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Bachmann Has Cold Shoulder for Tough Questions

Bachmann Has Cold Shoulder for Tough Questions


Rep. Michele Bachmann really doesn't want to answer questions about her husband's Christian counseling clinics or about why her district has been dubbed a "suicide contagion area" by Minnesota officials.

Bachmann has an increasing amount to answer for. Mother Jones broke a story this week about the "teen suicide epidemic" in Bachmann's district. Nine teenagers have died during the last two years, and some parents are directly assigning blame to Bachmann.

"I feel if I hadn't moved to this district my daughter wouldn't have died," one mother told Mother Jones.

So far Bachmann has said nothing about the problem, although she wasn't shy about opposing antibullying measures proposed in her state in 2006.

A photojournalist with TV station WQAD in Moline, Ill., said his station has evidently been cut off from Bachmann in retribution for an anchor just asking about whether so-called reparative therapy, aimed at turning gay people straight, is offered by her clinics.

"I'm here today to talk about job creation," Bachmann told the anchor during an on-air interview when the story first broke. "We're very proud of the business that we have created."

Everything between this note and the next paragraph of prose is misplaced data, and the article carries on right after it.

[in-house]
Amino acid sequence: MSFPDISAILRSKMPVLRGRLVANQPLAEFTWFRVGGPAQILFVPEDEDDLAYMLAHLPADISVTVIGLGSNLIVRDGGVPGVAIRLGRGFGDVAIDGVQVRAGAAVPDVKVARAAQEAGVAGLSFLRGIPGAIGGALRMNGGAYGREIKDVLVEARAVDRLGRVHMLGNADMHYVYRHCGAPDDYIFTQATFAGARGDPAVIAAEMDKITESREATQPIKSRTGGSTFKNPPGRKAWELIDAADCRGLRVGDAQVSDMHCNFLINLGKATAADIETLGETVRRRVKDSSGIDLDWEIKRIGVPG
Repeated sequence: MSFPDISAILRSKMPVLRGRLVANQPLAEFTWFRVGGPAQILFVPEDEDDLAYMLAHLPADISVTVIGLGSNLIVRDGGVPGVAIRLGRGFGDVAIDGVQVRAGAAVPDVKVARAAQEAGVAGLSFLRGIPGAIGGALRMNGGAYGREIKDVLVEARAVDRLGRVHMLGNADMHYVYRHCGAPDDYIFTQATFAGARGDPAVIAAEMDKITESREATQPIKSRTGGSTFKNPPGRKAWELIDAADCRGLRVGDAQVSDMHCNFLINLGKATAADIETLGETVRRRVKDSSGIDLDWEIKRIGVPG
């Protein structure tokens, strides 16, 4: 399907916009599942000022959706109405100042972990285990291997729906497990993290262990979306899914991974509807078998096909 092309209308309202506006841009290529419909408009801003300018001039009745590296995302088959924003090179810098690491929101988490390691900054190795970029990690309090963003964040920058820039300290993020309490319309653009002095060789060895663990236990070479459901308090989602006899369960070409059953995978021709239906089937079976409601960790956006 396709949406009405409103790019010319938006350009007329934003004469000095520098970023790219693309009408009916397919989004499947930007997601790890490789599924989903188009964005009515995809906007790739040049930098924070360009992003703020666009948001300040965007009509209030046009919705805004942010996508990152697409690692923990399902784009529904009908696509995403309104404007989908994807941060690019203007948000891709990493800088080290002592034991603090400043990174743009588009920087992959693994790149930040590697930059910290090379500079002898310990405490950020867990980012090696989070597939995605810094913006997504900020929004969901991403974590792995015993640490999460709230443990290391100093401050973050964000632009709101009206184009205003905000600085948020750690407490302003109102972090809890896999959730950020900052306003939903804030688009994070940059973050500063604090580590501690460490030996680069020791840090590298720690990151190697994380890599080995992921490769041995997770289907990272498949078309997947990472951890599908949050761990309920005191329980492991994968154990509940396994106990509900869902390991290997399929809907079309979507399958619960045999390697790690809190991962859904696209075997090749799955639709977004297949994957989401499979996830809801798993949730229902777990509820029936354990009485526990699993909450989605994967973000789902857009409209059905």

As Bachmann dodged the question, behind the scenes, WQAD staff members say, her representatives were threatening to end the interview if the anchor asked follow-up questions. Six minutes into the interview, raw video posted by the station appears to show the feed being cut off.

And when WQAD photojournalist Chuck McClurg tried to get an interview with Bachmann this weekend, he says he was told by a staffer that "due to the interview last week WQAD would not have an interview."

Instead, he tried taping answers as Bachmann talked with other reporters.

"I started to tape something off of that interview and a staffer pushed me aside and stood in front of my camera and said that this was for the other station only," McClurg says.

It got worse when the reporter asked a question about Bachmann's clinic, he said. A staffer removed the microphone and declared the interview was also over.

Representatives at GOProud, a group of gay conservatives, claim they will soon meet with the candidate. But if no one can get a word out of Bachmann, the next chance to press her will come during a debate in Ames, Iowa, August 11.

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